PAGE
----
Kenya is a different country on a different continent than India. But also in Kenya, multinational alcohol giants are deploying similar strategies and tatics as in India, for instance in the lobby campaign against alcohol taxes.
Movendi International has previously revealed that Big Alcohol deploys four key strategies across the African region to drive profits:
- Marketing alcohol products as cool and as a way to forget everyday problems;
- Aggressive exploitation of largely unregulated alcohol advertising and other alcohol trade aspects (taxation, availability) across the region;
- Corporate interference in public health policy making across African countries; and
- Extreme availability and affordability of alcohol.
Lobbying against tax increases in the region is one way in which Big Alcohol influences public health policy making to make alcohol more affordable in the region.
In Kenya, East African Breweries Limited (EABL) – a subsidiary of Diageo, the world’s second largest liquor maker, has been relentless in its lobbying against tax increases and effective tax policy in the country.
Despite the pressure from the alcohol industry Kenya has been implementing effective policies to reduce the heavy alcohol burden in the country.
- In 2018, the Kenyan Treasury introduced changes to the law, and Excise Duty will now be reviewed annually, with the rate pegged to the average rate of inflation for the past year. This is recommended as one of the best buy alcohol policy measures by the World Health Organization (WHO).
- More recently, in April 2022, the Kenyan government proposed a 15% tax on alcohol advertising in the 2022/23 budget.
- The Kenyan government also proposed a 10% hike on excise taxes in the 2022/23 budget. Separate from the annual adjustment to inflation.
Treasury Cabinet Secretary Ukur Yatani proposed to raise the consumption tax on beer by Sh12.15 per liter to Sh134, wine by Sh20.80 to Sh229, while spirits like whisky, gin, rum, and vodka will generate Sh47.60 additional tax to Sh335.30 per liter.
EABL has launched a new lobbying frenzy against the proposed 10% excise tax hike. EABL lobbying relies on old, worn-out and disproven talking points and claims that the alcohol industry makes irrespective of the country or circumstance.
But the health, social and economic costs of alcohol burden Kenyan society severely.
- In Kenya out of the 50 million population, an estimated 2 million people are alcohol dependent.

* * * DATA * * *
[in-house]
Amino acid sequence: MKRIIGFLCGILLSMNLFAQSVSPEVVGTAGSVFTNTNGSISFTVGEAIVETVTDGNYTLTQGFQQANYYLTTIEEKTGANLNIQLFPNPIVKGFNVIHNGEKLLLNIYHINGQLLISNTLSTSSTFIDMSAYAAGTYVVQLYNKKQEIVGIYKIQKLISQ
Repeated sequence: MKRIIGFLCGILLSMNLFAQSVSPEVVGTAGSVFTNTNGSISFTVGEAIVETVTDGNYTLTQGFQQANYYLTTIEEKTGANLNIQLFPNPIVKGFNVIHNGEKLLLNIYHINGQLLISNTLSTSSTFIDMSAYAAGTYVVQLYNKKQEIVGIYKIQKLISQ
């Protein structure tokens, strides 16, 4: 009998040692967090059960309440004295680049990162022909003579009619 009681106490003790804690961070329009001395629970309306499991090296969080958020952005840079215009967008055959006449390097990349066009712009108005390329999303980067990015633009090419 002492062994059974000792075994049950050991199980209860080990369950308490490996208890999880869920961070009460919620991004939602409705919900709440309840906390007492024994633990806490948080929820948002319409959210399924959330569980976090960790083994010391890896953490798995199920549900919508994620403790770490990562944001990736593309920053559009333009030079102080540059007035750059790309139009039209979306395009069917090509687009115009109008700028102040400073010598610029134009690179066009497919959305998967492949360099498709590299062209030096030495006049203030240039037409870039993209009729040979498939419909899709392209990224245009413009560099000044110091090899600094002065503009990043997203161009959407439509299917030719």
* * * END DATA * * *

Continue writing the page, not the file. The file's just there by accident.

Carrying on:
- Alcohol is the most harmful drug in the country, specifically affecting youth in Kenya.
- Children as young as 4 years old get already exposed to alcohol.
Alcohol harm in Kenya – increasingly caused by Big Alcohol’s products and practices
As the World Health Organization (WHO) reports, in Kenya, almost half (49.7%) of young people between 15 to 19 years of age who use alcohol engage in binge alcohol consumption. The figures are even higher (59.1%) for young boys. 7.1% of Kenyan men suffer from alcohol use disorders.
In 2016, the alcohol burden was heavily affecting Kenyan communities. The products and practices of the alcohol industry fueled,
- 987 deaths due to liver cirrhosis,
- 2223 deaths due to road traffic injuries, and
- 964 deaths due to cancer.
In 2019, when EABL was lobbying against tax increases in Kenya with the same arguments as today, a coalition of Kenyan Civil Society Organizations (CSOs) in a joint letter addressed the flawed arguments of Big Alcohol.
Taxes are NOT the singular cause of illicit trade in tobacco and alcohol. Other complementary measures, such as strengthening of tax administration and effective implementation of electronic goods management systems (EGMS) can be adopted to control any perceived or real concerns,” stated the letter by CSOs.Kenyan Civil Society Organizations (CSOs) including the International Institute for Legislative Affairs (ILA), the Alcohol Control and Policy Network (ACPN), the Kenya Tobacco Control Alliance (KETCA), and the Non- Communicable Diseases Alliance of Kenya (NCDAK).